Using Effective E-Commerce Strategies to Improve Organizational Performance
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Citation of Original Publication
Ray, Jeffrey, Using Effective E-Commerce Strategies to Improve Organizational Performance (November 20, 2011). Available at SSRN: https://ssrn.com/abstract=2115064 or http://dx.doi.org/10.2139/ssrn.2115064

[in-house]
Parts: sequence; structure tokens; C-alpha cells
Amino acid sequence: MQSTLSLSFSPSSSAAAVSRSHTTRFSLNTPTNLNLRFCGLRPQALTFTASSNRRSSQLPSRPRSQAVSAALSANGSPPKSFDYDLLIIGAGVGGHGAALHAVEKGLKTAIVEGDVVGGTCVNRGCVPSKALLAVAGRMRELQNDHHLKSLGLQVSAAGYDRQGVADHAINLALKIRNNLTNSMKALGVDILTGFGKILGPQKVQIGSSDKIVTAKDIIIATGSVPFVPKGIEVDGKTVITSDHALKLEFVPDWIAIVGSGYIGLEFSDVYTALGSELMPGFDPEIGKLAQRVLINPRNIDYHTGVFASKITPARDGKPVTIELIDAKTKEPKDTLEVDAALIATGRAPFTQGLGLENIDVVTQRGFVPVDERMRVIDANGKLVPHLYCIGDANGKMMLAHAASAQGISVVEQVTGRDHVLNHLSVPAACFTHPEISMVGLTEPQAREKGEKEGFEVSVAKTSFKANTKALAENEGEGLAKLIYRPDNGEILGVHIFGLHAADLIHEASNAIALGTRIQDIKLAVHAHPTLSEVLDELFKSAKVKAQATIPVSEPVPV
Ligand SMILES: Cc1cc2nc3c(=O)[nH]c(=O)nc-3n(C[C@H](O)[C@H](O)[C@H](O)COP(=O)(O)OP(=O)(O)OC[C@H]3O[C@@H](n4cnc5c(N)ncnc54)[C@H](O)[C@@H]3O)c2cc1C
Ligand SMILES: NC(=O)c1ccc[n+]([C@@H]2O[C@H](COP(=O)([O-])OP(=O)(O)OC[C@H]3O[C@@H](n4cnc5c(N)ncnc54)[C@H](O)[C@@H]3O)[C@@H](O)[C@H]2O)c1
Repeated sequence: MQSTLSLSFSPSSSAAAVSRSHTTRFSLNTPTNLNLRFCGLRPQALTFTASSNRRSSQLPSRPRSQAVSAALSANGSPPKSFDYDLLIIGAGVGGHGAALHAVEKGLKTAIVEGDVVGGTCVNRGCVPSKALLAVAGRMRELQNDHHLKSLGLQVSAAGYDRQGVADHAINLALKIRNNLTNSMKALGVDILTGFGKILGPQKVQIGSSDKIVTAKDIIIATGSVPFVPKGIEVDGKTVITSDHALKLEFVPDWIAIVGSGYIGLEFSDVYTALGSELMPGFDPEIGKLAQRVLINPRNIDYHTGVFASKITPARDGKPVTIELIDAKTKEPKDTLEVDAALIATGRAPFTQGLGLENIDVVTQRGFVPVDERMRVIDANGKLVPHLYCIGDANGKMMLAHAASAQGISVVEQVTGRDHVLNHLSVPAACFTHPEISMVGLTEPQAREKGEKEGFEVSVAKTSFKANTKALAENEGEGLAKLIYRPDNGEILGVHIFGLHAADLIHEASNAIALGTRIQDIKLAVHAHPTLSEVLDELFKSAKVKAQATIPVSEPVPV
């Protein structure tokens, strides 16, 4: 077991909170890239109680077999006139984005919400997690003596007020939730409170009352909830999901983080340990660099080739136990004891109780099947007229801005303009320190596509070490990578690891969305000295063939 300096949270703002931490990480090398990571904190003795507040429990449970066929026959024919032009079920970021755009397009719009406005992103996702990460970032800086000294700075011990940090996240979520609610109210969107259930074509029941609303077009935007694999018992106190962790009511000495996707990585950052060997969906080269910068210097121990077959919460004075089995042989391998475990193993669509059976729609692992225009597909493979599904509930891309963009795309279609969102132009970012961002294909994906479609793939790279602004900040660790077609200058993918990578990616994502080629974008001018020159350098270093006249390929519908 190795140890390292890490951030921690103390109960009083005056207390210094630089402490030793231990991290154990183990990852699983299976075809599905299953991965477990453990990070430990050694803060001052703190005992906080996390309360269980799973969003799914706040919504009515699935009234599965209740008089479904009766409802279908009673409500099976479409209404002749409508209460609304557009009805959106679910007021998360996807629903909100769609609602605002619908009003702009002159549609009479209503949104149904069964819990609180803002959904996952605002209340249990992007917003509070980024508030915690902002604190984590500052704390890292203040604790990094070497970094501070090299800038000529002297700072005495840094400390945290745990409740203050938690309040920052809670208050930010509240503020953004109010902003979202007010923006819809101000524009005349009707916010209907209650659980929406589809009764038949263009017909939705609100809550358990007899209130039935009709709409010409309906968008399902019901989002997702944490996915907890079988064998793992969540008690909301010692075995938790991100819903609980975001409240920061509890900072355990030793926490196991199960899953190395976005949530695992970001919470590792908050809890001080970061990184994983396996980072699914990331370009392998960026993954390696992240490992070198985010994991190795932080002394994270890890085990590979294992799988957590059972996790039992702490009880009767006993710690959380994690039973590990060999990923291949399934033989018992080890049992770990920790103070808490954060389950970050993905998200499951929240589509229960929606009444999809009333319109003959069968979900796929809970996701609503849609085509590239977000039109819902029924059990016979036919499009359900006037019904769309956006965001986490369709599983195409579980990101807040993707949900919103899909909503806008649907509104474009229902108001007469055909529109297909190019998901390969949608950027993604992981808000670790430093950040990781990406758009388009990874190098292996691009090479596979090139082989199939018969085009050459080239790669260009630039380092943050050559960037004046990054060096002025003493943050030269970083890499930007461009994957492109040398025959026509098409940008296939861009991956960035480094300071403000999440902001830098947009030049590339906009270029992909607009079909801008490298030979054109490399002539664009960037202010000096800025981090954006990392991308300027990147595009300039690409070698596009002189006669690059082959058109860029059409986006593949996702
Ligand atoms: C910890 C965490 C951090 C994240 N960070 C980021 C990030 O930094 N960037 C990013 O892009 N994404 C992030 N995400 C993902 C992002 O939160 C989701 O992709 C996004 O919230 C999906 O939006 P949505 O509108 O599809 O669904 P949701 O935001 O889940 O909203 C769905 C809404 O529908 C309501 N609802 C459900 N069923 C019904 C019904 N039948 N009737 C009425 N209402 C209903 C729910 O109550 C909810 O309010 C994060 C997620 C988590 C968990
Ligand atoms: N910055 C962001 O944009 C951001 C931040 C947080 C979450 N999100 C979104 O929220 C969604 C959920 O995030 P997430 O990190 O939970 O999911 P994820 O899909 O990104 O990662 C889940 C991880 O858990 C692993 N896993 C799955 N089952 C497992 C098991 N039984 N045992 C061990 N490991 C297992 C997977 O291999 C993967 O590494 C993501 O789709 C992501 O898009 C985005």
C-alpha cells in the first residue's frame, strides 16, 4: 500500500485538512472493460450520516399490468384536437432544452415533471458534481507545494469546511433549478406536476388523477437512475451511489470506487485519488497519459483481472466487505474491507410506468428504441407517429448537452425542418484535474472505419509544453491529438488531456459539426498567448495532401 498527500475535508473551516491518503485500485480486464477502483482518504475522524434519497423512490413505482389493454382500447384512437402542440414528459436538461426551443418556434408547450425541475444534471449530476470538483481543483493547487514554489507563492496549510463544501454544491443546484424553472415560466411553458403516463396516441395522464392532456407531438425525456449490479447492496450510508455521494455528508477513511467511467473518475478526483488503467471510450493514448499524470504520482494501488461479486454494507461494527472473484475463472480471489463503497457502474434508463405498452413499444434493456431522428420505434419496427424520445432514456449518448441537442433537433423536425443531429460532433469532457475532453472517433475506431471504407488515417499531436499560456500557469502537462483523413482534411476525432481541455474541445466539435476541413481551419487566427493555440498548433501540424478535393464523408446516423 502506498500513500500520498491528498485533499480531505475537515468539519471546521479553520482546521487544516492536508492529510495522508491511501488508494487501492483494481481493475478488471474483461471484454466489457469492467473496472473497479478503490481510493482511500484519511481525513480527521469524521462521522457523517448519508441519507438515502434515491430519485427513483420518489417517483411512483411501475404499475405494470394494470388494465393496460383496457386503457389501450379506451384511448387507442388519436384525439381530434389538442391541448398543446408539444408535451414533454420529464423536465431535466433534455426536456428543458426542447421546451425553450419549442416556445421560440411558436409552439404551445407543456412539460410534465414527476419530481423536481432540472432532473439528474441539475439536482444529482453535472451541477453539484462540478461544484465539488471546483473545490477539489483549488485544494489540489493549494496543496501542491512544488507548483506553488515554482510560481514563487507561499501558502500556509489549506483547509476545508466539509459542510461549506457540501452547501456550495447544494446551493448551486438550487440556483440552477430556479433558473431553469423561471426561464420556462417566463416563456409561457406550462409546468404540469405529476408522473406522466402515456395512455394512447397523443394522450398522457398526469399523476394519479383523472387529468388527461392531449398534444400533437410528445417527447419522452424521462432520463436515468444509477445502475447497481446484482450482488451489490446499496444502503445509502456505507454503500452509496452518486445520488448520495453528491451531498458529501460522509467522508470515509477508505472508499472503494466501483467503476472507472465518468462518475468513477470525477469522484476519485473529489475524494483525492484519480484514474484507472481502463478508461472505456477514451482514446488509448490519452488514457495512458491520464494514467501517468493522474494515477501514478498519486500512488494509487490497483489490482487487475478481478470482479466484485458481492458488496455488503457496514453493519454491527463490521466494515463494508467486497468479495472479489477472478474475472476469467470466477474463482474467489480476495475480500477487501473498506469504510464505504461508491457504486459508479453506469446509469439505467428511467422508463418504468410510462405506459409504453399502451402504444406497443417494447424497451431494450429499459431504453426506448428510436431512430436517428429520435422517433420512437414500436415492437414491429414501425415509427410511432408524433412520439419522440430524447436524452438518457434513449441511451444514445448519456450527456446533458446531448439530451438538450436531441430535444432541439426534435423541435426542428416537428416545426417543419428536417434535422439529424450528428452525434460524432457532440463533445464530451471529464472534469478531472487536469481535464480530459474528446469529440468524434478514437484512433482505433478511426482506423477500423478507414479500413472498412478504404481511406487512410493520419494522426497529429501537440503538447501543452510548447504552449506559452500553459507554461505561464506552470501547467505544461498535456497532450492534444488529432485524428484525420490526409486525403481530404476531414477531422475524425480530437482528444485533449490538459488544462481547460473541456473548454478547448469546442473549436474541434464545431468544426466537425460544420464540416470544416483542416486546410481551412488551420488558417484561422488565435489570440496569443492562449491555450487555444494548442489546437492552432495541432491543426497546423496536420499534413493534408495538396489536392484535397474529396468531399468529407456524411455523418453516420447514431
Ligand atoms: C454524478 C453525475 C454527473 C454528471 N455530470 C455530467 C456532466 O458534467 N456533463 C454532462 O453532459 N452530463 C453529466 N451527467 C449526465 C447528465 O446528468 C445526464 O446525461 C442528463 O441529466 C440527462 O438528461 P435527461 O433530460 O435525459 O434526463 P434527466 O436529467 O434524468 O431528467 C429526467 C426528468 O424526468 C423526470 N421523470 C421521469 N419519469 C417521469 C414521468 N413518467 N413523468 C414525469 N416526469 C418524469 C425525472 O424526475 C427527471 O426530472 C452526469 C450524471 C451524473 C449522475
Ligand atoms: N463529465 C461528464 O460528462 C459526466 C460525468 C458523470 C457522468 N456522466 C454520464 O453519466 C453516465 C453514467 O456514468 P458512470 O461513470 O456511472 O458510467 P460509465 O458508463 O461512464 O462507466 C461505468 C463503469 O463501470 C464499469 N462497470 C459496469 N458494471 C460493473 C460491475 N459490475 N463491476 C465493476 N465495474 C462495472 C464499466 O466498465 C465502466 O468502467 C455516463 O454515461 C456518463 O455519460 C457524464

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This paper assesses why it’s important for businesses to make the commitment to engage in an effective e-commerce strategy. In a tough economy like the one we are currently experiencing, engaging in the pursuit of internet sales is a legitimate way for businesses to grow their market share. In the same vain as depicted in the movie Field of Dreams, “if you build it they will come.” An online presence in these difficult times will improve a firm’s competitive posture, reduce advertising costs, evolve it from a local entity to a global supplier, and protect it against major paradigm shifts. Unlike traditional forms of customer communications, online purchasers have control of the information they want to review. The links these purchasers select give an indication concerning their preferences as they navigate through the website, or the areas where they have difficulty completing a transaction due to a problem. Tracking these preferences and problem areas in information systems is one way to predict issues that consumers in a certain profile group may have. Once the preferences of online customers have been assessed and identified, they have to be incorporated into website design solutions. When implementing their online capabilities, companies must commit to taking an online leadership position, keeping a quality focus on products and the services that deliver them, and tailoring online systems to support collective learning organizations. Implementing high quality websites that support efficient online business transactions requires investment in servers and supporting information technology systems to collect, process, store, and distribute the required supporting customer and transaction data. By committing to invest in IT systems designed to support business strategies targeting leadership positions in key business areas, companies can experience growth even in poor economic conditions. Otherwise, the business will take up the stature of a “follower” and slowly lose ground and market share to competitors.